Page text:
The workplace is not immune from the rising volume of rhetoric from the presidential campaign.
After a May survey from the Society for Human Resource Management found that political volatility was affecting some workplaces, SHRM repeated survey questions in October to determine whether Campaign 2016 was continuing to have an impact.
“As we approach Election Day, tension from the presidential election has spilled into the workplace,” says Evren Esen, SHRM’s director of workforce analytics.
“More than one-half of organizations indicated that there is greater political volatility in the workplace in this presidential election compared to others,” she reports. “This was double the percentage that said there was greater volatility in May of this year.”
SHRM surveyed randomly selected HR professionals across the country.
When asked to elaborate, 70 percent of respondents said employees were more concerned (candidates seem unfit; overall dissatisfaction) regarding the candidates than in previous election years. Sixty percent said employees were more vocal about their opinions, and 5 percent said employees have violated their organization's policy on political activities.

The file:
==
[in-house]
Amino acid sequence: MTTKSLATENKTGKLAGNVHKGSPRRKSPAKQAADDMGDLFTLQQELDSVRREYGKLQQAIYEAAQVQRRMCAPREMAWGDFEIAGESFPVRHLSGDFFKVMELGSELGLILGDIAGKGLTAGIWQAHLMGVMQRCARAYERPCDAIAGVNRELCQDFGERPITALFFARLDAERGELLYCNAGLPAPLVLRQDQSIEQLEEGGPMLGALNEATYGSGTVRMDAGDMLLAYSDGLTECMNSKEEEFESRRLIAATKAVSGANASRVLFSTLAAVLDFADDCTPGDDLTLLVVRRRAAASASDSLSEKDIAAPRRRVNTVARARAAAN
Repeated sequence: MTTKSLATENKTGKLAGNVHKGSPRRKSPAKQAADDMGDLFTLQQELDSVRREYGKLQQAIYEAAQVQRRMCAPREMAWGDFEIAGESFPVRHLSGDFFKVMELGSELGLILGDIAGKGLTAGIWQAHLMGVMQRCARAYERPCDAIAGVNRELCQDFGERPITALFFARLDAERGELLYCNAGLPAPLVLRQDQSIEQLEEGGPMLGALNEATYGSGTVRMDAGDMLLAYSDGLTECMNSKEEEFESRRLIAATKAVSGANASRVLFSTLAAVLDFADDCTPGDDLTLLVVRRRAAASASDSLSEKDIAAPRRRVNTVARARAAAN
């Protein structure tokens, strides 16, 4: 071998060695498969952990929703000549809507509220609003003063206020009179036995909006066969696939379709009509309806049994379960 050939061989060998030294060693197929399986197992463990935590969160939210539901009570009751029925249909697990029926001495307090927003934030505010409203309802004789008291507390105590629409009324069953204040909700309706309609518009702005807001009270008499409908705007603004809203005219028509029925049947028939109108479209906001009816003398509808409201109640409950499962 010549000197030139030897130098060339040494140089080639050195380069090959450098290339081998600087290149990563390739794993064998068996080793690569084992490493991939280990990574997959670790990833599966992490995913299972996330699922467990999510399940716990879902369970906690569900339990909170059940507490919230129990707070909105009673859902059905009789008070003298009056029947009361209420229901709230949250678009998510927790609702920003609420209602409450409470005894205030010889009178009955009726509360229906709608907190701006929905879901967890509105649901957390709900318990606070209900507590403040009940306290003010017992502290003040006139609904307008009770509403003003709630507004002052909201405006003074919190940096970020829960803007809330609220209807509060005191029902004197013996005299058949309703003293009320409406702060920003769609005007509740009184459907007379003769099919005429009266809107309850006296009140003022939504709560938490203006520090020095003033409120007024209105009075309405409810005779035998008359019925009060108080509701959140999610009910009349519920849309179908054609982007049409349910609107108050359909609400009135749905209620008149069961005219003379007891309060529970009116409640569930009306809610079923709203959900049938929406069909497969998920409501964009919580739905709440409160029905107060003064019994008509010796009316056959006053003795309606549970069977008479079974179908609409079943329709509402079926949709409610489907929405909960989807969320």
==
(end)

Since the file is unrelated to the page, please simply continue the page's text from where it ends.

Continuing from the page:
The survey also examined whether companies encouraged employees to vote and whether employees were given time off to vote:
- 72 percent of HR professionals indicated their organizations discouraged political activities in the workplace.
- 24 percent of organizations had a written (i.e., formal) policy on political activities, and 8% had an unwritten (i.e., informal) policy.
- 86 percent of professionals indicated their organizations allowed employees to take either paid (53% percent) or unpaid (33 percent) time off to vote.
The inspiration for the October research — the Policies on Politics in the Workplace Survey, which was conducted in May and released in June — is available online.